t, sir, and said he might not return this afternoon."
"Felt I was coming perhaps," said the visitor. "Here, don't let me hinder you, my lad; he won't like you to waste time. Getting on with your law reading?"
The boy looked at him wistfully, and shook his head.
"Eh? No? But you must, my lad. You're no fool, you know, and you've got to be a clever lawyer before you've done."
Tom felt disposed to quote his other uncle's words as to his folly, but he choked down the inclination.
"There, I won't hinder you, my lad," continued the visitor. "I know what you busy London people are, and how we slow-going country folk get in your way. I only want to look at a Directory,--you have one I know."
"Yes, sir, in the other office. I'll fetch it."
The quiet, grey-haired, grave-looking visitor gave a nod as if of acquiescence, and Tom ran into the inner office, where he found that Pringle must have heard every word, for he was holding out the London Directory all ready.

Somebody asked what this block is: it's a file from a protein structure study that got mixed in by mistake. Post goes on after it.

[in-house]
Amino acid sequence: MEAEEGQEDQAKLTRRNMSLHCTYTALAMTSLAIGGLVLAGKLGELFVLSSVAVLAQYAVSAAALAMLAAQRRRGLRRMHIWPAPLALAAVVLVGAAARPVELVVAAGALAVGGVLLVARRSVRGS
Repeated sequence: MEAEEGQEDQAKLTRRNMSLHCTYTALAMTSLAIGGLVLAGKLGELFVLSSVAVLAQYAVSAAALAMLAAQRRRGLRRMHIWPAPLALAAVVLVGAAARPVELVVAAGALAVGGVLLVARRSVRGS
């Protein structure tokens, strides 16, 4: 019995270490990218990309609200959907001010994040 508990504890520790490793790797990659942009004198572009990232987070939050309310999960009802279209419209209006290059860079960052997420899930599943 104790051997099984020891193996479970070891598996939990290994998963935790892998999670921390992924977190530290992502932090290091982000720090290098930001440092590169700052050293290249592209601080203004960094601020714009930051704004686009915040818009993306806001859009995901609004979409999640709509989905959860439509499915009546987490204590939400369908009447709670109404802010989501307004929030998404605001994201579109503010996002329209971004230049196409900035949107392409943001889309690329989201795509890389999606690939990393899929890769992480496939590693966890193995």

Tom is orphaned and taken in by an uncle who fails to appreciate his sterling virtues. He's transferred to another uncle, and treated like a prince. It's a routine plot but a decent enough story.
Regrettably, however, it's slow-moving and overly-long, the characters—especially Tom— seem a bit slow on the uptake, and the good guys are simply too saintly to be entirely believable.